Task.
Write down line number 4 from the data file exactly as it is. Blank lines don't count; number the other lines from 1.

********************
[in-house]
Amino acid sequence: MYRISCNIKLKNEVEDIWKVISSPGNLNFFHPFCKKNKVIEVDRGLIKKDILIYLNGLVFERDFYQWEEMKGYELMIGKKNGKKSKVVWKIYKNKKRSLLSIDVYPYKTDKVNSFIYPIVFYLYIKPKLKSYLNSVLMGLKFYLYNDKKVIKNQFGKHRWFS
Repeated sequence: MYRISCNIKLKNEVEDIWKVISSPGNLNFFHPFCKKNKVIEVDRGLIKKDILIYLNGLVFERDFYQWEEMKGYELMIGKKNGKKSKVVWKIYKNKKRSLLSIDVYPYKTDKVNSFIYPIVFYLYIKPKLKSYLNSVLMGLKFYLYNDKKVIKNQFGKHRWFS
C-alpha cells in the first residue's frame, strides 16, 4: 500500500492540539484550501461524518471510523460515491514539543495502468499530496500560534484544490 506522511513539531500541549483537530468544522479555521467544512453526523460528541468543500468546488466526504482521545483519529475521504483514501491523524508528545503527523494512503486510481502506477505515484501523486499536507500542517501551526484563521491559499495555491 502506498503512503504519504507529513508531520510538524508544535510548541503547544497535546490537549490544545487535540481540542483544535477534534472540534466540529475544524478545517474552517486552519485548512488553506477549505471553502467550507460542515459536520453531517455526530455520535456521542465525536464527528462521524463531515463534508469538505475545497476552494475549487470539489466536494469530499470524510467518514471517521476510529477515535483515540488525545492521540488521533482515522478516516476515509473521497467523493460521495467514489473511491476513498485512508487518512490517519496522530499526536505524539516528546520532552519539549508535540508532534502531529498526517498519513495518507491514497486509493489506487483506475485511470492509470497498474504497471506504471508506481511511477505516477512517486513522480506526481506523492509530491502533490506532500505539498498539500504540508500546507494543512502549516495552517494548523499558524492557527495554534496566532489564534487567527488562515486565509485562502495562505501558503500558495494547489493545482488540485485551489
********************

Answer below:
C-alpha cells in the first residue's frame, strides 16, 4: 500500500492540539484550501461524518471510523460515491514539543495502468499530496500560534484544490 506522511513539531500541549483537530468544522479555521467544512453526523460528541468543500468546488466526504482521545483519529475521504483514501491523524508528545503527523494512503486510481502506477505515484501523486499536507500542517501551526484563521491559499495555491 502506498503512503504519504507529513508531520510538524508544535510548541503547544497535546490537549490544545487535540481540542483544535477534534472540534466540529475544524478545517474552517486552519485548512488553506477549505471553502467550507460542515459536520453531517455526530455520535456521542465525536464527528462521524463531515463534508469538505475545497476552494475549487470539489466536494469530499470524510467518514471517521476510529477515535483515540488525545492521540488521533482515522478516516476515509473521497467523493460521495467514489473511491476513498485512508487518512490517519496522530499526536505524539516528546520532552519539549508535540508532534502531529498526517498519513495518507491514497486509493489506487483506475485511470492509470497498474504497471506504471508506481511511477505516477512517486513522480506526481506523492509530491502533490506532500505539498498539500504540508500546507494543512502549516495552517494548523499558524492557527495554534496566532489564534487567527488562515486565509485562502495562505501558503500558495494547489493545482488540485485551489